Larry Elder

While studying psychology in college, I read about an experiment on the pressure to conform.

Several people sat around a long, rectangular table. The "instructor" and all but one person seated at the table were confederates in the experiment. The instructor held up a sheet of paper with a line drawn exactly six inches long. He then handed the sheet to a seated confederate and said, "Guess the length of this line."

The man, as previously agreed, said, "About two inches." The paper then went clockwise around the table until it reached the only person not in on the experiment. Until then, each person "guessed" anywhere from two to three-and-a-half inches, even though the line was obviously much, much longer.

When the paper was slid to the final person -- the only one not in on the ruse -- he, too, said, "About three inches."

Perhaps this explains a recent poll put out by the "non-partisan" Rasmussen Reports. A mind-blowing 35 percent of Democrats believe the president possessed prior knowledge of the 9/11 terror attacks that killed over 3,000 Americans. Another 26 percent of Democrats said that they are "not sure." Thus 61 percent of Democrats believe or consider themselves uncertain about the assertion that the president knew in advance about the terror attacks of 9/11, yet did nothing to stop them.

Now I've long since accepted that many Democrats flat-out hate the president. Democrats, for example, far more so than Republicans, believe in the idea that government must "level the playing field." So Democrats oppose tax cuts that "help the rich." I strongly disagree, but I get it.

Because Republicans -- more so than Democrats -- believe in limited government, they stand accused of selfishness. This argument, too, I at least understand. Never mind that in the recent book, "Who Really Cares?," Syracuse University Professor Arthur C. Brooks found Republicans gave more to charity -- in both time and money -- than Democrats. It turns out that if one supports smaller government, he or she is more likely to feel the need to step in and help the needy by donating time and money. Also, the more religious the person, found Brooks, the more likely he or she gives to charity. Religious Democrats gave as much as religious Republicans, but Democrats as a whole were less religious than Republicans. Some secular Democrats feel uncomfortable with a religious president, whom they feel "gets his guidance from God." So I can understand the discomfort of the Democrats with the president's religiosity.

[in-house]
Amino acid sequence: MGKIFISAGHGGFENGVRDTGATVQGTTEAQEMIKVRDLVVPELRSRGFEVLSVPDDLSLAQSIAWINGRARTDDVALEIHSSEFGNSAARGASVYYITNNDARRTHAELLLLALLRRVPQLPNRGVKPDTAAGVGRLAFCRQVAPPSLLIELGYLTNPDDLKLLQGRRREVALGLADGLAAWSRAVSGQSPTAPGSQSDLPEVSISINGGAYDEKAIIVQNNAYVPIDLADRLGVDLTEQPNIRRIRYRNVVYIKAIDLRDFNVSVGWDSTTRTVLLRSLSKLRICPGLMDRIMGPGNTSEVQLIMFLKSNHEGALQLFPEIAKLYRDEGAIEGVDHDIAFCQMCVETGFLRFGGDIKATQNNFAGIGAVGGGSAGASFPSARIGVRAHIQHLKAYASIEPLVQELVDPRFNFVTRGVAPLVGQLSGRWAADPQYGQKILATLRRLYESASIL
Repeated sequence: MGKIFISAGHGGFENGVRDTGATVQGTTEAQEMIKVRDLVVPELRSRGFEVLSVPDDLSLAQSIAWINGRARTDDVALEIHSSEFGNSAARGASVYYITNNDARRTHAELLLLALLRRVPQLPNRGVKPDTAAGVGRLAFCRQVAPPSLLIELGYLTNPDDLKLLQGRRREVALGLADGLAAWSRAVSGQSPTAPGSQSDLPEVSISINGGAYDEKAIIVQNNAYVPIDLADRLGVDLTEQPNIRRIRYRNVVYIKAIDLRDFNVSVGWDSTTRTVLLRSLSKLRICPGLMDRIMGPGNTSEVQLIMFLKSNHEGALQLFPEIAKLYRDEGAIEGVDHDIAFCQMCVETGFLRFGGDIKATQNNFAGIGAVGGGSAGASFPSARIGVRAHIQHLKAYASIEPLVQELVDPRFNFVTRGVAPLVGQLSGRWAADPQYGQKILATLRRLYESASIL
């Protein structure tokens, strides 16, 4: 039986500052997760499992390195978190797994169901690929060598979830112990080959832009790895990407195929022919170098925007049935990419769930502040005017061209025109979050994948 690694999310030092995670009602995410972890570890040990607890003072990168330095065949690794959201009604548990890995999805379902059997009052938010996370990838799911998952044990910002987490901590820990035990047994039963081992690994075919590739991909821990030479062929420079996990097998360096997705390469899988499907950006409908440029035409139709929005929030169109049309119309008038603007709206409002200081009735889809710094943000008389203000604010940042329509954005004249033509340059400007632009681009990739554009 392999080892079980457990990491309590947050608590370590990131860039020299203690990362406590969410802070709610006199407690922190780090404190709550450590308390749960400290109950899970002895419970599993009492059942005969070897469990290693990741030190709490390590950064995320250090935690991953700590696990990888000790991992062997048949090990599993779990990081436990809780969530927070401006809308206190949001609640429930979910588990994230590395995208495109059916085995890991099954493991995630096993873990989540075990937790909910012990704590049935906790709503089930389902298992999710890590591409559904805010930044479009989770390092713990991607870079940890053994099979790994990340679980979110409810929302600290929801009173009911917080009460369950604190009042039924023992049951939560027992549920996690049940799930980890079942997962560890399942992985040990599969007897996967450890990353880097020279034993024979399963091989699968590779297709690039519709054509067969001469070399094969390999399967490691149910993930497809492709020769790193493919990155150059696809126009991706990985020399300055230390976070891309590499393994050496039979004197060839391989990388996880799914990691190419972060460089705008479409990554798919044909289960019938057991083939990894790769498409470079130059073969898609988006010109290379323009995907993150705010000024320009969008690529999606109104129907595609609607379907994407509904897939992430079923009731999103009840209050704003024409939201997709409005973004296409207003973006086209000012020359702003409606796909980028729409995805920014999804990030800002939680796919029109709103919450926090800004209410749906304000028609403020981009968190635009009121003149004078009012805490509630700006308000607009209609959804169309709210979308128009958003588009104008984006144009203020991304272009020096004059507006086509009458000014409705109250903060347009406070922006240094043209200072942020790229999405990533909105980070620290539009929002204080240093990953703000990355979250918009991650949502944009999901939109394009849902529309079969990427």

On the issue of global warming, many Democrats side with Al Gore, who believes the "debate on global warming is over." They find it obscene that the president objects to a worldwide accord to deal with the "crisis." I believe they're wrong, but this, too, I get. If the scientists all agree, why this leaves only the dissenting global-warming-denying, gas-guzzling, smoke-stack-belching capitalists.

Health care is a "right," so says former presidential candidate John Kerry. Most Democrats nod in agreement. Never mind that of the 46 million people in America who lack health-care insurance, about half go without health care for only a few months, while they are between jobs. About three-quarters go without health care for less than a year. And 10 percent have high-paying jobs, but choose to pocket the money they would spend on insurance premiums. Millions more without health-care insurance came here illegally. But at least I get the Democrats' objection to government "failure" to provide health-care insurance.

As to the war in Iraq, most Democrats oppose it. Most Republicans, however, still support the war, and still think victory possible. Only two House Republicans supported the war-funding-with-troop-withdrawal-deadlines legislation passed, at the end of April, by Congress. In the Senate, two Republicans voted for it.

This complicated war now approaches its fifth year, with nearly daily headlines of setbacks and American military deaths. We awaken nearly every morning to headlines of American military deaths and Iraqi sectarian violence. The current Iraqi government appears confused and ineffective; and the international chorus calling Iraq a "blunder" grows louder and louder. Thus, I get the Democrats' anger towards Bush's "stubbornness" for continuing to prosecute the war despite near worldwide opposition and the dwindling number of allies, including the British.

But do 61 percent of Democrats "honestly" believe the president "allowed" 9/11 to occur, taking no measure whatsoever to stop it? Please tell me this reflects an insincere desire to simply conform rather than a sincere belief that the president willingly allowed over 3,000 Americans to perish. Tell me you say this with your fingers crossed.

Please.


Larry Elder

Larry Elder is a best-selling author and radio talk-show host. To find out more about Larry Elder, or become an "Elderado," visit www.LarryElder.com.


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